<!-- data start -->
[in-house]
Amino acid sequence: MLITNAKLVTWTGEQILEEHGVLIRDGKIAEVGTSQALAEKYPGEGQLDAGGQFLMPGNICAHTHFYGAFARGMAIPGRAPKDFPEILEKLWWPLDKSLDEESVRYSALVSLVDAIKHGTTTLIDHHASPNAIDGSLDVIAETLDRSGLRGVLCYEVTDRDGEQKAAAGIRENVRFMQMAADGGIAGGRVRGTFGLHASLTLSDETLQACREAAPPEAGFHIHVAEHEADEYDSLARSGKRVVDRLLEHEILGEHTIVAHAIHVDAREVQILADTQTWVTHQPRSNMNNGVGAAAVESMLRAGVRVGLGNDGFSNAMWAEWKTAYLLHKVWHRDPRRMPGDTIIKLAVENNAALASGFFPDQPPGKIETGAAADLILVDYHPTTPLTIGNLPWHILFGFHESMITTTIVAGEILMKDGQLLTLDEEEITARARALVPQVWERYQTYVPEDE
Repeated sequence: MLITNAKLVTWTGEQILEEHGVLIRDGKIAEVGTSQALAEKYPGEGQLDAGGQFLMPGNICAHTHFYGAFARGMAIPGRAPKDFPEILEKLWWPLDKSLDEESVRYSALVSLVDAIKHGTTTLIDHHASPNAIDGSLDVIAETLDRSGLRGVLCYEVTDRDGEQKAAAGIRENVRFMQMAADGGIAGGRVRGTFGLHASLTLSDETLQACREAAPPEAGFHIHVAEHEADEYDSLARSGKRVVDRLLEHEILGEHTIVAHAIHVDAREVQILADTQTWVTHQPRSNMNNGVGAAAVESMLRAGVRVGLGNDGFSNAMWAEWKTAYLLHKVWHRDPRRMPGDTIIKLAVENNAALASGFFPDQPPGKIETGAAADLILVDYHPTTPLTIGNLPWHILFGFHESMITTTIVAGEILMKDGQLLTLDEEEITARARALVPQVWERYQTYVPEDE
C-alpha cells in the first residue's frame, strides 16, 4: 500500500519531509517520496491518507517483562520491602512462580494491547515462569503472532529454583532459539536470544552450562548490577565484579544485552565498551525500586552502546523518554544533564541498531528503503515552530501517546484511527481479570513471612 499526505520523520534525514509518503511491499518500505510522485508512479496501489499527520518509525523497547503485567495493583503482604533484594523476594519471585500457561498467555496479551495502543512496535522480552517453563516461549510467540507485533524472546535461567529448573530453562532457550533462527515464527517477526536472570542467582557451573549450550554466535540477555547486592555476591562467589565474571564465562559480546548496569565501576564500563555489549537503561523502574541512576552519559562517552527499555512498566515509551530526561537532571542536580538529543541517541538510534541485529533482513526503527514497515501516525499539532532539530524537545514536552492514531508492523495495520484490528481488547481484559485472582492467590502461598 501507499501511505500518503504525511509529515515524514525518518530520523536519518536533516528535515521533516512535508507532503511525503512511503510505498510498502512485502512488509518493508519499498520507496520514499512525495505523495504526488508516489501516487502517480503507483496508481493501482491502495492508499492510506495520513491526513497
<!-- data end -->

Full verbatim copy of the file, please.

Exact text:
[in-house]
Amino acid sequence: MLITNAKLVTWTGEQILEEHGVLIRDGKIAEVGTSQALAEKYPGEGQLDAGGQFLMPGNICAHTHFYGAFARGMAIPGRAPKDFPEILEKLWWPLDKSLDEESVRYSALVSLVDAIKHGTTTLIDHHASPNAIDGSLDVIAETLDRSGLRGVLCYEVTDRDGEQKAAAGIRENVRFMQMAADGGIAGGRVRGTFGLHASLTLSDETLQACREAAPPEAGFHIHVAEHEADEYDSLARSGKRVVDRLLEHEILGEHTIVAHAIHVDAREVQILADTQTWVTHQPRSNMNNGVGAAAVESMLRAGVRVGLGNDGFSNAMWAEWKTAYLLHKVWHRDPRRMPGDTIIKLAVENNAALASGFFPDQPPGKIETGAAADLILVDYHPTTPLTIGNLPWHILFGFHESMITTTIVAGEILMKDGQLLTLDEEEITARARALVPQVWERYQTYVPEDE
Repeated sequence: MLITNAKLVTWTGEQILEEHGVLIRDGKIAEVGTSQALAEKYPGEGQLDAGGQFLMPGNICAHTHFYGAFARGMAIPGRAPKDFPEILEKLWWPLDKSLDEESVRYSALVSLVDAIKHGTTTLIDHHASPNAIDGSLDVIAETLDRSGLRGVLCYEVTDRDGEQKAAAGIRENVRFMQMAADGGIAGGRVRGTFGLHASLTLSDETLQACREAAPPEAGFHIHVAEHEADEYDSLARSGKRVVDRLLEHEILGEHTIVAHAIHVDAREVQILADTQTWVTHQPRSNMNNGVGAAAVESMLRAGVRVGLGNDGFSNAMWAEWKTAYLLHKVWHRDPRRMPGDTIIKLAVENNAALASGFFPDQPPGKIETGAAADLILVDYHPTTPLTIGNLPWHILFGFHESMITTTIVAGEILMKDGQLLTLDEEEITARARALVPQVWERYQTYVPEDE
C-alpha cells in the first residue's frame, strides 16, 4: 500500500519531509517520496491518507517483562520491602512462580494491547515462569503472532529454583532459539536470544552450562548490577565484579544485552565498551525500586552502546523518554544533564541498531528503503515552530501517546484511527481479570513471612 499526505520523520534525514509518503511491499518500505510522485508512479496501489499527520518509525523497547503485567495493583503482604533484594523476594519471585500457561498467555496479551495502543512496535522480552517453563516461549510467540507485533524472546535461567529448573530453562532457550533462527515464527517477526536472570542467582557451573549450550554466535540477555547486592555476591562467589565474571564465562559480546548496569565501576564500563555489549537503561523502574541512576552519559562517552527499555512498566515509551530526561537532571542536580538529543541517541538510534541485529533482513526503527514497515501516525499539532532539530524537545514536552492514531508492523495495520484490528481488547481484559485472582492467590502461598 501507499501511505500518503504525511509529515515524514525518518530520523536519518536533516528535515521533516512535508507532503511525503512511503510505498510498502512485502512488509518493508519499498520507496520514499512525495505523495504526488508516489501516487502517480503507483496508481493501482491502495492508499492510506495520513491526513497